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The Shores of US Empire: Islands and Geographies of Historical Struggle in the Literary Imagination

  • Author(s): Scheese, Emily Ann
  • Advisor(s): Wilson, Rob
  • et al.
Abstract

ABSTRACT

The Shores of US Empire:

Islands and Geographies of Historical Struggle in the Literary Imagination

Emily Scheese

This dissertation gathers together 19th and 20th century texts produced along the shores of US geo-political expansion across land and sea. Engaging with the fields of transnational American cultural studies and postcolonial studies, this study articulates a transnational reading practice useful for addressing the writers and regions of the American West, the Pacific and the Caribbean in a transnational nexus called the Shores of US Empire. Methodologically inspired by Chinese American author Maxine Hong Kingston and Trinidadian born C.L.R James, the project outlines a practice of reading and writing transnationally that considers US literatures of travel in conversation with contemporary Pacific and Caribbean authors.

Chapter one addresses literatures of travel by American authors such as Richard Henry Dana, Jr. and Twain, whose texts, rather than simply being documentary or apologists of US imperial expansion, reflect contact zones of the contested cultural, political and geographical processes of expansion.

Chapter two focuses upon the creative literary imagination, looking for other possibilities and alternative epistemologies gleaned from Caribbean and Pacific authors. Drawing from the diverse political, creative and theoretical body of authors of the Spanish and French Caribbean like Martí, Retamar, Cabrera Infante and Carpentier, and Cesaire, Fanon, and Glissant as well as poetic authors from the Anglo-Caribbean like Derek Walcott, John Agard, and novelist Michelle Cliff, Chapter Two of this dissertation proffers a method of poetic historiography attentive to challenging western models of materialist history; the works of these authors provide an alternative historiography at sea in the Caribbean. These texts also critique the production of anthropological knowledge in the Caribbean and Pacific contexts.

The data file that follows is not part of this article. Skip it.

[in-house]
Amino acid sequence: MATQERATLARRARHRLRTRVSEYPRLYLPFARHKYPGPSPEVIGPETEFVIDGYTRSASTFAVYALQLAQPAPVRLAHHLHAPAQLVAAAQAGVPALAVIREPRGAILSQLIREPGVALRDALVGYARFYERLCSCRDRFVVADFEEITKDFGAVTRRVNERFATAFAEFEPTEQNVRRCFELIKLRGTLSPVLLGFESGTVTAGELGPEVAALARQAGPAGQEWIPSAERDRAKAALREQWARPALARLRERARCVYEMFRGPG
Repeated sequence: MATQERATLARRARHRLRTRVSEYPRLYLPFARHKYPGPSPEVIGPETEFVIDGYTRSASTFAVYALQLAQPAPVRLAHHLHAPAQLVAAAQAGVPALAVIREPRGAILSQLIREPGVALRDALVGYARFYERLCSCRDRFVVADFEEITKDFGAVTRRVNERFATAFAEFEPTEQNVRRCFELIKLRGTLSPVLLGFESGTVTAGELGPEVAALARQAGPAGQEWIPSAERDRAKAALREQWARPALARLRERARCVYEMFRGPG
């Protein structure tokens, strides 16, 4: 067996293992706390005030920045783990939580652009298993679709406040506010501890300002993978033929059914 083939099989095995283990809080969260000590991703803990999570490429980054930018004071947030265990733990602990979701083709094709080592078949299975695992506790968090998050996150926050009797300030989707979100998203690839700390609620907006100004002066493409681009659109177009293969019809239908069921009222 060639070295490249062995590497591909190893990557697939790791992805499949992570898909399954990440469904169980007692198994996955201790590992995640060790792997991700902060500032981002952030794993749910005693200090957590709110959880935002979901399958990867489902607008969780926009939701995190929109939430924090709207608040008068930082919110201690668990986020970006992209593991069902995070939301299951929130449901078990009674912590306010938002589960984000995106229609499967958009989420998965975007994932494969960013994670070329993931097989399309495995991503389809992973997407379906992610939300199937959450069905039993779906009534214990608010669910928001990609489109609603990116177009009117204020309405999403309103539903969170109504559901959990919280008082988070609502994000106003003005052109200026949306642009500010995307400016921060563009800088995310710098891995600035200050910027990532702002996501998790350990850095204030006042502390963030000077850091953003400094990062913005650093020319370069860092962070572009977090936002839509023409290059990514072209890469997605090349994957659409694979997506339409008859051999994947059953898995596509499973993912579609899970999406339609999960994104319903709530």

Chapter three shifts back to the Pacific to look at the military legacy left by US imperial expansion and the social and cultural movements that have emerged to contest the US presence on Pacific shores. I address the contexts of Hawai'i and Bikini Atoll, considering texts by Rodney Morales and Kingston. Overall I argue that Pacific and Caribbean authors bring island geographies to the center of world historical events, challenging the overarching Euro-American myth of island isolation.

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